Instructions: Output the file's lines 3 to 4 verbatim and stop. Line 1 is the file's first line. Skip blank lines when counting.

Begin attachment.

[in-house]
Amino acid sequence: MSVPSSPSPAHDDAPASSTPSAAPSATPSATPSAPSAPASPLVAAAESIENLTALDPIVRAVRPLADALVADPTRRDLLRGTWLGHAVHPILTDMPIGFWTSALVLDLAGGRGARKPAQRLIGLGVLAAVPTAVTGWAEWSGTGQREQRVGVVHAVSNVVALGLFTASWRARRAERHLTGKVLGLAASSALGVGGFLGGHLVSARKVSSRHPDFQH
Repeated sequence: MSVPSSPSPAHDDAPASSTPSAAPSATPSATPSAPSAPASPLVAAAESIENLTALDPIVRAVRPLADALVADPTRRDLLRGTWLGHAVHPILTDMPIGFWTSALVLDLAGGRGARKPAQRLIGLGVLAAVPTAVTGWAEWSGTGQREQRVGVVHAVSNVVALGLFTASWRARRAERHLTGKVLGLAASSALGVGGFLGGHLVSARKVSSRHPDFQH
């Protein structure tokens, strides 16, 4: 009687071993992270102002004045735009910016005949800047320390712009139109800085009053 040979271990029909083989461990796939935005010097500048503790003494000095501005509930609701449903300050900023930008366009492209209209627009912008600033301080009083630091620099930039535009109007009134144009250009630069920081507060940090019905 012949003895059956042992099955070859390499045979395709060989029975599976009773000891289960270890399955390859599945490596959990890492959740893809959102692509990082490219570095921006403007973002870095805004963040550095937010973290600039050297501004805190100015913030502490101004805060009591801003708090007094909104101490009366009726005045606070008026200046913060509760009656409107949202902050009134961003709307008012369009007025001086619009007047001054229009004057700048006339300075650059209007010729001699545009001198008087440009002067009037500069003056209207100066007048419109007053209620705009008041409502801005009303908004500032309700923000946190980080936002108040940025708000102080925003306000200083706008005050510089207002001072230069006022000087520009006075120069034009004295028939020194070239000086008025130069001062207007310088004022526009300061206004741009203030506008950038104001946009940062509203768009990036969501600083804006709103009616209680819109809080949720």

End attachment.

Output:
Repeated sequence: MSVPSSPSPAHDDAPASSTPSAAPSATPSATPSAPSAPASPLVAAAESIENLTALDPIVRAVRPLADALVADPTRRDLLRGTWLGHAVHPILTDMPIGFWTSALVLDLAGGRGARKPAQRLIGLGVLAAVPTAVTGWAEWSGTGQREQRVGVVHAVSNVVALGLFTASWRARRAERHLTGKVLGLAASSALGVGGFLGGHLVSARKVSSRHPDFQH
């Protein structure tokens, strides 16, 4: 009687071993992270102002004045735009910016005949800047320390712009139109800085009053 040979271990029909083989461990796939935005010097500048503790003494000095501005509930609701449903300050900023930008366009492209209209627009912008600033301080009083630091620099930039535009109007009134144009250009630069920081507060940090019905 012949003895059956042992099955070859390499045979395709060989029975599976009773000891289960270890399955390859599945490596959990890492959740893809959102692509990082490219570095921006403007973002870095805004963040550095937010973290600039050297501004805190100015913030502490101004805060009591801003708090007094909104101490009366009726005045606070008026200046913060509760009656409107949202902050009134961003709307008012369009007025001086619009007047001054229009004057700048006339300075650059209007010729001699545009001198008087440009002067009037500069003056209207100066007048419109007053209620705009008041409502801005009303908004500032309700923000946190980080936002108040940025708000102080925003306000200083706008005050510089207002001072230069006022000087520009006075120069034009004295028939020194070239000086008025130069001062207007310088004022526009300061206004741009203030506008950038104001946009940062509203768009990036969501600083804006709103009616209680819109809080949720």